I ended up with 5 extra pounds and went from about 12% body fat to 5.5% body fat in 2 months. Not a lot of weight gain. But, factor in the fat loss and I'm pretty excited about it. And it makes me want to keep going!
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    Apr 06, 2008 12:54 AM GMT
    I am definitely a hard gainer and I've always said that, compared to other guys, it takes twice the effort to get half the results.

    I'm not saying that to be discouraging in any way. Actually, it's meant as an incentive -- to keep going even when results seem slow in coming.

    Just know that as you eventually see major changes -- and you will, if you stick with it -- that you've accomplished something really tremendous.

    It's great to have started out scrawny and then have people compliment you on your build, muscles, etc, look to you to pick up heavy stuff, squeeze your ceps, and all that. Sure makes it worth the time and effort!
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    Apr 07, 2008 10:49 PM GMT
    I think you have to eat more...eat 500 clean calories more a day and see what happens. for me at least, eating is alot harder than working out..you really have to force yourself to eat. I literally have to see an inpiring video when i eat, it's just not natural. Water is also important, consume a gallon a day.

    My bf is a hard gainer, 6'1" 170 lbs. Got him up to 185lbs in roughly 2 years. Its mostly eating, 70%.
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    Apr 14, 2008 8:29 PM GMT
    apochromatic saidI think you have to eat more...eat 500 clean calories more a day and see what happens. for me at least, eating is alot harder than working out..you really have to force yourself to eat. I literally have to see an inpiring video when i eat, it's just not natural. Water is also important, consume a gallon a day.

    My bf is a hard gainer, 6'1" 170 lbs. Got him up to 185lbs in roughly 2 years. Its mostly eating, 70%.


    I couldn't agree more with apochromatic. I'm a hard gainer as well, was barely 130 Lbs when I started lifting. Diet was the hardest, yet most important part of the 40 Lbs I've put on since then.

    One tip I would give you is this.. I started out by eating six meals a day, no matter how small, just to get myself accustomed to eating that often. Even if it's a 200-300 cal meal. Then start slowly cranking up how much you eat in each meal. I try to consume a total of 4500-5000 cals a day. Don't push yourself too fast, it's going to be a gradual process of getting your body used to eating so much. You will find that soon enough, you'll get light headed if you go more than 3 hours without eating.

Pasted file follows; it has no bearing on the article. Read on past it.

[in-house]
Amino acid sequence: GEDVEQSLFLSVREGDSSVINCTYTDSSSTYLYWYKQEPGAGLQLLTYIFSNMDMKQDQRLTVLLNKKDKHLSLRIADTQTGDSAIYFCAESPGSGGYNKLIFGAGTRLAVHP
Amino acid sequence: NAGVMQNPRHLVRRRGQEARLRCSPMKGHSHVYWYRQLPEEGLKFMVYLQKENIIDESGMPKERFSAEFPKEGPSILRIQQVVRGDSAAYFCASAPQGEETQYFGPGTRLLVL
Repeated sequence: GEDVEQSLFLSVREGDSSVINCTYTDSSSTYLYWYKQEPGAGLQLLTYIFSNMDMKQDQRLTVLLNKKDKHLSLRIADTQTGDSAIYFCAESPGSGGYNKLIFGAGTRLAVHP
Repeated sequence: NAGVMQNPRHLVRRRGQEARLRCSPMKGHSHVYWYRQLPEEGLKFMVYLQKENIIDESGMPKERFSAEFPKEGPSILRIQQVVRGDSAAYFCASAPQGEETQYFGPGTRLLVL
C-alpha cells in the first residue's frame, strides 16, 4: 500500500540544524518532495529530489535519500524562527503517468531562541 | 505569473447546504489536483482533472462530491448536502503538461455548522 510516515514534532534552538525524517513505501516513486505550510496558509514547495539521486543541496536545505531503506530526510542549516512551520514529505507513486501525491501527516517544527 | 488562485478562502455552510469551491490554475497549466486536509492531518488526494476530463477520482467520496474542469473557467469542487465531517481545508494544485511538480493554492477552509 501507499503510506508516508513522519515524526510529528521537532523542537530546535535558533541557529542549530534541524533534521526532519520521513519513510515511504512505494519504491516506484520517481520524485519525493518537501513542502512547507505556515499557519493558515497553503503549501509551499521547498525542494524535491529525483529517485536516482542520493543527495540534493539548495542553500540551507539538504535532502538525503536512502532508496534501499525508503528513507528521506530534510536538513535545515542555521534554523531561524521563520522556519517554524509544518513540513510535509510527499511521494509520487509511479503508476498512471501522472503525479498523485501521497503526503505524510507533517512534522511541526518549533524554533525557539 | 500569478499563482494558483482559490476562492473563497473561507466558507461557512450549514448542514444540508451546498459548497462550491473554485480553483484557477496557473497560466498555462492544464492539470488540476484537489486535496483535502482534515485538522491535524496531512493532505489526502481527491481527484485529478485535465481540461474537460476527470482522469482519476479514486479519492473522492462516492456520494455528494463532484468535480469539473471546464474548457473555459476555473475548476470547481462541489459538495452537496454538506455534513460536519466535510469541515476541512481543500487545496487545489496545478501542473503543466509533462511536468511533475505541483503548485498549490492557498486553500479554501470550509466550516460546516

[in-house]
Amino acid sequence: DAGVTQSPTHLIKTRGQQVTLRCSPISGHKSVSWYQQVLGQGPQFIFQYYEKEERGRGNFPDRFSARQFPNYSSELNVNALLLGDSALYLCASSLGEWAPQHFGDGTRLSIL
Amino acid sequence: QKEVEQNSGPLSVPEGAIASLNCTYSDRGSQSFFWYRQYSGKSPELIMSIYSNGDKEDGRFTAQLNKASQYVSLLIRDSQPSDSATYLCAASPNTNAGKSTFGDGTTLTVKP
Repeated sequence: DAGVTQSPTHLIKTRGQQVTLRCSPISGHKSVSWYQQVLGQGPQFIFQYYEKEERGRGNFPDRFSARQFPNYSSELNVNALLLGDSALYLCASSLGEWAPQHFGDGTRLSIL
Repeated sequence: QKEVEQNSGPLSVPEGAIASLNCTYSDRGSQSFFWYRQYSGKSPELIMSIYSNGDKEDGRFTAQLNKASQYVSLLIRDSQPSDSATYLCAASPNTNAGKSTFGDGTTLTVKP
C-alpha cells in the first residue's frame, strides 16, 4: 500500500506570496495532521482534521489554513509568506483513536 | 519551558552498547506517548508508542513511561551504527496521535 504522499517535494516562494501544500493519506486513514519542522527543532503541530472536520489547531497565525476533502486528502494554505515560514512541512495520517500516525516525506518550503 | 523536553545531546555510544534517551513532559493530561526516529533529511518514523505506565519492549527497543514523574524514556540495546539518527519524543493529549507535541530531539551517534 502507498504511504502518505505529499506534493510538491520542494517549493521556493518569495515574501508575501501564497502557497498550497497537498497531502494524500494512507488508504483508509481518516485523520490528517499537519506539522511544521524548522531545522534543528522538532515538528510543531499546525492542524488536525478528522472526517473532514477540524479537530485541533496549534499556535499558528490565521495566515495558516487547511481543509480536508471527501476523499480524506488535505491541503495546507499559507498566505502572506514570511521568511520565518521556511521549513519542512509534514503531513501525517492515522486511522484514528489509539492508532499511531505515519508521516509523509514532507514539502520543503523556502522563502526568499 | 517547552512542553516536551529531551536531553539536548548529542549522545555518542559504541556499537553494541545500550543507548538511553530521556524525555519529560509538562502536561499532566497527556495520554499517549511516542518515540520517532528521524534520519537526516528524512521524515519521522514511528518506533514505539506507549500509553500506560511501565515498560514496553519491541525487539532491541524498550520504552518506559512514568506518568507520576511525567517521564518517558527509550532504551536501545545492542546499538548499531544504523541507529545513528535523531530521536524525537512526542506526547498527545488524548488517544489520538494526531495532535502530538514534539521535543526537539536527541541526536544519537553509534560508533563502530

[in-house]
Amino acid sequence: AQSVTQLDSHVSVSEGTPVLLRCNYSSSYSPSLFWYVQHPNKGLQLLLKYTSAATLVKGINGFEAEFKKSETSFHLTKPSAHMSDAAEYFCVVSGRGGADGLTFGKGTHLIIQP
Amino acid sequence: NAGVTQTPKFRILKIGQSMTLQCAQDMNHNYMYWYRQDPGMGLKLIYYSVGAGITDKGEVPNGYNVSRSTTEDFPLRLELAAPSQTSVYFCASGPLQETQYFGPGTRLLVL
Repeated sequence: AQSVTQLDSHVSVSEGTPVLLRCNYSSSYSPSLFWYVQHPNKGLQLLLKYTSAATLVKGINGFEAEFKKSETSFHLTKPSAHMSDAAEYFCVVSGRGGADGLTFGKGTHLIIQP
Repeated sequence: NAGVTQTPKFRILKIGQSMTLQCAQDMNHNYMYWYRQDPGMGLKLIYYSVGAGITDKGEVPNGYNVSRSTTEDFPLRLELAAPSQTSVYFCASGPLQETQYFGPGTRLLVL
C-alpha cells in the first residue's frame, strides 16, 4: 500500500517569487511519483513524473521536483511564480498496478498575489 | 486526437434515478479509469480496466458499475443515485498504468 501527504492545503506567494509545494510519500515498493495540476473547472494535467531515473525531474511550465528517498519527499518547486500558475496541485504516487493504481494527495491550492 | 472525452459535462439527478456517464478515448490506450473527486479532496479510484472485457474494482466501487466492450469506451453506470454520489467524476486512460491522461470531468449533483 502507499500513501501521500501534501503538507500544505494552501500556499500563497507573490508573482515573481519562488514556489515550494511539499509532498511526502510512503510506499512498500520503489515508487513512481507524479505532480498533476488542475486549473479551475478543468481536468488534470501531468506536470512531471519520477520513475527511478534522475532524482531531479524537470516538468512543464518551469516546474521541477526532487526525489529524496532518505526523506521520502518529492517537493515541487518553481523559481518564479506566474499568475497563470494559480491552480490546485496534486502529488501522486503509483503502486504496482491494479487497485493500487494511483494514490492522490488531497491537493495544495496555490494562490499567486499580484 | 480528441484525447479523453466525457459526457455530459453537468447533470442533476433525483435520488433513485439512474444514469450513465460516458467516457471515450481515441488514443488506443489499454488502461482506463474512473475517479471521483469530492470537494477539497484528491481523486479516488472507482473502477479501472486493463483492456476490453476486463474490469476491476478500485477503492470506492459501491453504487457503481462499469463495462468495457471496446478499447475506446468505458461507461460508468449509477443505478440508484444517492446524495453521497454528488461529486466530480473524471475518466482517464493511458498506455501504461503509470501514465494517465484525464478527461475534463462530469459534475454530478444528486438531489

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    Apr 14, 2008 8:36 PM GMT
    Hard gainers hards schmainers there ar no such things but there are hard eaters and hard learners.

    Whilst watching your diet is always the key to any body change making sure your training matches your intake requirements is also key.

    So if upping your calorie intake is hard for you, and it seems to allude you so far so why believe that would change, then you need to cut back on your training and burn less calories.

    makeumyne has it spot on. More intensity by virtue of the loads you lift and the way you lift to efficiently conserve calories is the key.

    Its all about the balance of energy in v demands placed

    Upping the calories by a random figure of 500 will not answer your question if you dont know what demands you are placing on your body
  • kinetic

    Posts: 1125

    Apr 14, 2008 8:50 PM GMT
    LittleDudeWithMuscles saidI am definitely a hard gainer and I've always said that, compared to other guys, it takes twice the effort to get half the results.


    TESTIFY!!!
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    Apr 15, 2008 10:13 PM GMT
    bfg1 saidHard gainers hards schmainers there ar no such things but there are hard eaters and hard learners.

    Whilst watching your diet is always the key to any body change making sure your training matches your intake requirements is also key.

    So if upping your calorie intake is hard for you, and it seems to allude you so far so why believe that would change, then you need to cut back on your training and burn less calories.

    makeumyne has it spot on. More intensity by virtue of the loads you lift and the way you lift to efficiently conserve calories is the key.

    Its all about the balance of energy in v demands placed

    Upping the calories by a random figure of 500 will not answer your question if you dont know what demands you are placing on your body


    You gotta eat big to be big! Training less to match a low daily intake is basically just giving up and confining yourself. Do yourself a favor and go to bodybuilding.com and check out the RMR and BMR calculators, they will show you how much you need to take in to achieve a certain weight, given your bf, age, gender, amount of activity, etc.